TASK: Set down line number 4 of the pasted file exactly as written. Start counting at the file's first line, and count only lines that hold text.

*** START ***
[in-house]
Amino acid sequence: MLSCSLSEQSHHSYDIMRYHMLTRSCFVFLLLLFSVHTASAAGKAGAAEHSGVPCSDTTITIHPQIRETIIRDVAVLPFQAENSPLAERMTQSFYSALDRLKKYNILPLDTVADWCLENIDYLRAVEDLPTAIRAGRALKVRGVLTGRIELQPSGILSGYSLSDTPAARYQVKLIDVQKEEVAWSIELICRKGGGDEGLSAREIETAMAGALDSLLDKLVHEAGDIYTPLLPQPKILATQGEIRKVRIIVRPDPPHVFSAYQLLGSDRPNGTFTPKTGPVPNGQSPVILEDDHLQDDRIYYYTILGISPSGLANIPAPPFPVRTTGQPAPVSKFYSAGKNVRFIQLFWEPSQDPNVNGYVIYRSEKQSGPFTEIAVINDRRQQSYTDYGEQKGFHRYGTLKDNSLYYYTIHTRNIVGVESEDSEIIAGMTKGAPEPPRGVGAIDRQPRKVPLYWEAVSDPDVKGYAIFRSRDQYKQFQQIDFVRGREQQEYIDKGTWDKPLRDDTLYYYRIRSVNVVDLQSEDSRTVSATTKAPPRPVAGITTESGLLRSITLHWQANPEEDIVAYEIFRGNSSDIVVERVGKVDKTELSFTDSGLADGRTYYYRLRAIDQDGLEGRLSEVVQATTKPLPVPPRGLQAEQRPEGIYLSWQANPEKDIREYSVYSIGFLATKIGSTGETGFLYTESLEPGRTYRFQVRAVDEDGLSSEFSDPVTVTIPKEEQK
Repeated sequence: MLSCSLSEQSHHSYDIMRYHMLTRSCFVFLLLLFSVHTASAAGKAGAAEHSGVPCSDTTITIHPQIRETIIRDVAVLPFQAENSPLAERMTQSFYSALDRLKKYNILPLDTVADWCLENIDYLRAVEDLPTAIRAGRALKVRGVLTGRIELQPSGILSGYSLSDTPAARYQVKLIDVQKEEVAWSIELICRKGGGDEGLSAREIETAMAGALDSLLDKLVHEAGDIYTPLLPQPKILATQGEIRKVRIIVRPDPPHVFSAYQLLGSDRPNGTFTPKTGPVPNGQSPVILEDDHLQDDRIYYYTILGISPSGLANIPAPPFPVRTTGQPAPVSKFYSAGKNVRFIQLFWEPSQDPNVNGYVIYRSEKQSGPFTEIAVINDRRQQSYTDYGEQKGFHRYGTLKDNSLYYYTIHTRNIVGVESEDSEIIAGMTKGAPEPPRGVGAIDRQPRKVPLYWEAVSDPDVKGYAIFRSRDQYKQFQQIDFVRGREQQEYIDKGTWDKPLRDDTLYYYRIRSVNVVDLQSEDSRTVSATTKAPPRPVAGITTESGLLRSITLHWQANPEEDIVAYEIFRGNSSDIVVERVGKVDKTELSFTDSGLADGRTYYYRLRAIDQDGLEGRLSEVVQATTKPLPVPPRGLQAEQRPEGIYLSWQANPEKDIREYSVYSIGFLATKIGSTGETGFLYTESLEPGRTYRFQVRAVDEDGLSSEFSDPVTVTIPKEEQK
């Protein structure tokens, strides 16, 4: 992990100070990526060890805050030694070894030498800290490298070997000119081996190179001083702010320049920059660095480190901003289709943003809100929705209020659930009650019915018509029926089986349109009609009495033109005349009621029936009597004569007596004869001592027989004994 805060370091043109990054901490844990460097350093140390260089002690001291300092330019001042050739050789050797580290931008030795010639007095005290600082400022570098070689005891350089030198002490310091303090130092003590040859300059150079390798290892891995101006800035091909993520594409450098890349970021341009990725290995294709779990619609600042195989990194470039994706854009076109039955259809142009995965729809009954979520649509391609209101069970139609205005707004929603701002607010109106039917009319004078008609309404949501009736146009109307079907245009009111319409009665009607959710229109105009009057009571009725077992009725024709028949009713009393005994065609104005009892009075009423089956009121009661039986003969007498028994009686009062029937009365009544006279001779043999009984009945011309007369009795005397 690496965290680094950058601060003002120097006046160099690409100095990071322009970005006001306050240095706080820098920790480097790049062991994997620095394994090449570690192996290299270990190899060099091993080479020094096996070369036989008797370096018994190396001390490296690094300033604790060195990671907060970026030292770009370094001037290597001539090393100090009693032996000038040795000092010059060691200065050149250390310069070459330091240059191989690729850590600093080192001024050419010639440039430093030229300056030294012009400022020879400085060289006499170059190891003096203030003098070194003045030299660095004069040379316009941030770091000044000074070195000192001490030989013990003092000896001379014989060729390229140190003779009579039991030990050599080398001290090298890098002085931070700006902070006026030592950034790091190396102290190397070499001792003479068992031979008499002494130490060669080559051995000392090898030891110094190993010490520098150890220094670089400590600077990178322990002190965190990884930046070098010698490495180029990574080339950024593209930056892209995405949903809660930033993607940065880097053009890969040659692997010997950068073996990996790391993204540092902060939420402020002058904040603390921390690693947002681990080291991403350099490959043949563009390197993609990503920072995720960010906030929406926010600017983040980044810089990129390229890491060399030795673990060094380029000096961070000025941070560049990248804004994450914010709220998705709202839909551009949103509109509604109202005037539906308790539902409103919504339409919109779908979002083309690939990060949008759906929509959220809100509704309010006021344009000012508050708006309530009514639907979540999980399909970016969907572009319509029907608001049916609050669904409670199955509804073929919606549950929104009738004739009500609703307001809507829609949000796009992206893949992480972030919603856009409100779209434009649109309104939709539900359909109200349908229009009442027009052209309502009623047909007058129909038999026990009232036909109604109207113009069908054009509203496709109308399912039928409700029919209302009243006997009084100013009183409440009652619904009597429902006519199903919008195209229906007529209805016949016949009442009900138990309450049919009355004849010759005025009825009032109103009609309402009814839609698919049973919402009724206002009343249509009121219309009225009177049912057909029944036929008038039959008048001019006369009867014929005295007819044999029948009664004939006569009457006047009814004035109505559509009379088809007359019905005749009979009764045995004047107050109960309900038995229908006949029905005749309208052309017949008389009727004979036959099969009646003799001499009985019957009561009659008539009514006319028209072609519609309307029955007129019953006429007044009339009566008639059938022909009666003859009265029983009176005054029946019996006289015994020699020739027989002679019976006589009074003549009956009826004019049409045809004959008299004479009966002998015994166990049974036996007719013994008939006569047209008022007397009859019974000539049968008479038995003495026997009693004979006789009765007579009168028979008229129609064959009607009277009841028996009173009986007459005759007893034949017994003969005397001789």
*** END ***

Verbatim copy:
């Protein structure tokens, strides 16, 4: 992990100070990526060890805050030694070894030498800290490298070997000119081996190179001083702010320049920059660095480190901003289709943003809100929705209020659930009650019915018509029926089986349109009609009495033109005349009621029936009597004569007596004869001592027989004994 805060370091043109990054901490844990460097350093140390260089002690001291300092330019001042050739050789050797580290931008030795010639007095005290600082400022570098070689005891350089030198002490310091303090130092003590040859300059150079390798290892891995101006800035091909993520594409450098890349970021341009990725290995294709779990619609600042195989990194470039994706854009076109039955259809142009995965729809009954979520649509391609209101069970139609205005707004929603701002607010109106039917009319004078008609309404949501009736146009109307079907245009009111319409009665009607959710229109105009009057009571009725077992009725024709028949009713009393005994065609104005009892009075009423089956009121009661039986003969007498028994009686009062029937009365009544006279001779043999009984009945011309007369009795005397 690496965290680094950058601060003002120097006046160099690409100095990071322009970005006001306050240095706080820098920790480097790049062991994997620095394994090449570690192996290299270990190899060099091993080479020094096996070369036989008797370096018994190396001390490296690094300033604790060195990671907060970026030292770009370094001037290597001539090393100090009693032996000038040795000092010059060691200065050149250390310069070459330091240059191989690729850590600093080192001024050419010639440039430093030229300056030294012009400022020879400085060289006499170059190891003096203030003098070194003045030299660095004069040379316009941030770091000044000074070195000192001490030989013990003092000896001379014989060729390229140190003779009579039991030990050599080398001290090298890098002085931070700006902070006026030592950034790091190396102290190397070499001792003479068992031979008499002494130490060669080559051995000392090898030891110094190993010490520098150890220094670089400590600077990178322990002190965190990884930046070098010698490495180029990574080339950024593209930056892209995405949903809660930033993607940065880097053009890969040659692997010997950068073996990996790391993204540092902060939420402020002058904040603390921390690693947002681990080291991403350099490959043949563009390197993609990503920072995720960010906030929406926010600017983040980044810089990129390229890491060399030795673990060094380029000096961070000025941070560049990248804004994450914010709220998705709202839909551009949103509109509604109202005037539906308790539902409103919504339409919109779908979002083309690939990060949008759906929509959220809100509704309010006021344009000012508050708006309530009514639907979540999980399909970016969907572009319509029907608001049916609050669904409670199955509804073929919606549950929104009738004739009500609703307001809507829609949000796009992206893949992480972030919603856009409100779209434009649109309104939709539900359909109200349908229009009442027009052209309502009623047909007058129909038999026990009232036909109604109207113009069908054009509203496709109308399912039928409700029919209302009243006997009084100013009183409440009652619904009597429902006519199903919008195209229906007529209805016949016949009442009900138990309450049919009355004849010759005025009825009032109103009609309402009814839609698919049973919402009724206002009343249509009121219309009225009177049912057909029944036929008038039959008048001019006369009867014929005295007819044999029948009664004939006569009457006047009814004035109505559509009379088809007359019905005749009979009764045995004047107050109960309900038995229908006949029905005749309208052309017949008389009727004979036959099969009646003799001499009985019957009561009659008539009514006319028209072609519609309307029955007129019953006429007044009339009566008639059938022909009666003859009265029983009176005054029946019996006289015994020699020739027989002679019976006589009074003549009956009826004019049409045809004959008299004479009966002998015994166990049974036996007719013994008939006569047209008022007397009859019974000539049968008479038995003495026997009693004979006789009765007579009168028979008229129609064959009607009277009841028996009173009986007459005759007893034949017994003969005397001789």